This report is one of a series that profiles the emergency management and homeland security statutory authorities of the 50 states, the District of Columbia, the Commonwealth of the Northern Mariana Islands, the Commonwealth of Puerto Rico, and three territories (American Samoa, Guam, and the U.S. Virgin Islands). Each profile identifies the more significant elements of state statutes, generally as codified. This report focuses on the state of Utah.
Date: May 27, 2004
Creator: Bea, Keith; Runyon, L. Cheryl & Warnock, Kae M.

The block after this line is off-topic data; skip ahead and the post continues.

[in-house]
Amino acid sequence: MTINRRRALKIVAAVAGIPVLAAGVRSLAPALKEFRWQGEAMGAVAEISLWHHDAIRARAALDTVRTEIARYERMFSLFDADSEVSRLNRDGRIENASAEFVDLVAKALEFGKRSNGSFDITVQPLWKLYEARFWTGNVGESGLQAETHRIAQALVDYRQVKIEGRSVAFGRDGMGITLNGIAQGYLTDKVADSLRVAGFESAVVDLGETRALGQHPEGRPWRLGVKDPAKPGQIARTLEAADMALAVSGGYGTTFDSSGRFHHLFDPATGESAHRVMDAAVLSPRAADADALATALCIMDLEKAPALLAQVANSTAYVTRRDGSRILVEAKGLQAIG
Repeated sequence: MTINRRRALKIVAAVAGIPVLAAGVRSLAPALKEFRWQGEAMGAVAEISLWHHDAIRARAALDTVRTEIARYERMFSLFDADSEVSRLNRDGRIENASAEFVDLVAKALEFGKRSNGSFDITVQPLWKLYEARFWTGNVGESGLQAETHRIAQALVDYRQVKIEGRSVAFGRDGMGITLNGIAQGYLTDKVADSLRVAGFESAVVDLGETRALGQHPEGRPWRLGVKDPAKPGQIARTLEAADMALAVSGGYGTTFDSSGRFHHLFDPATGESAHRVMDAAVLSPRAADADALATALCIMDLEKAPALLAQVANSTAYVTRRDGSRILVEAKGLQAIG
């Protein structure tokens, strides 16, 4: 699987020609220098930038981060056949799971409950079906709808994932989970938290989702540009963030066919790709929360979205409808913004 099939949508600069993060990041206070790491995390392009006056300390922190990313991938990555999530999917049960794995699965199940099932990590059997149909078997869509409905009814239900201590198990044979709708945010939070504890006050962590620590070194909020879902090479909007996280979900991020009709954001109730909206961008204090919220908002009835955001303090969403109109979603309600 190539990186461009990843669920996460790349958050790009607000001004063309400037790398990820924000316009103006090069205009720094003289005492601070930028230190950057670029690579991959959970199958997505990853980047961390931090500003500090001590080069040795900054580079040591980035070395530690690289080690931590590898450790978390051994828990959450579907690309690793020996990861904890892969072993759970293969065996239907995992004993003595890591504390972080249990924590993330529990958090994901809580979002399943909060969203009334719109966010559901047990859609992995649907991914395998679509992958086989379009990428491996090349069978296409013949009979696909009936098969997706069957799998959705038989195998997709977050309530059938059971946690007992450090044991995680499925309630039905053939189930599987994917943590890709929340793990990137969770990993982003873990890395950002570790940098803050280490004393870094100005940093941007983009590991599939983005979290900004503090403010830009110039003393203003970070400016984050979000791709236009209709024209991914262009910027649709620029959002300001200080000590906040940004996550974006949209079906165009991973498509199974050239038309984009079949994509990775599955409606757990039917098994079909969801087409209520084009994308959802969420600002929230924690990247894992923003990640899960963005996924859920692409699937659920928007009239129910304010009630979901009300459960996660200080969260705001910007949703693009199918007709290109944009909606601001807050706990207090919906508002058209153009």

Concerns over fluctuating oil prices and declining petroleum production worldwide have revived interest in oil shale as a potential resource. The Energy Policy Act of 2005 (P.L. 109-58) identified oil shale as a strategically important domestic resource and directed the Department of the Interior to promote commercial development. Oil shale development would require significant amounts of water, however, and water supply in the Colorado River Basin, where several oil shale reserves are located, is limited. This report will provide a brief overview of water rights in Colorado, Utah, and Wyoming, including changes that may be made to currently held water rights and the possibility for abandonment of unused water rights.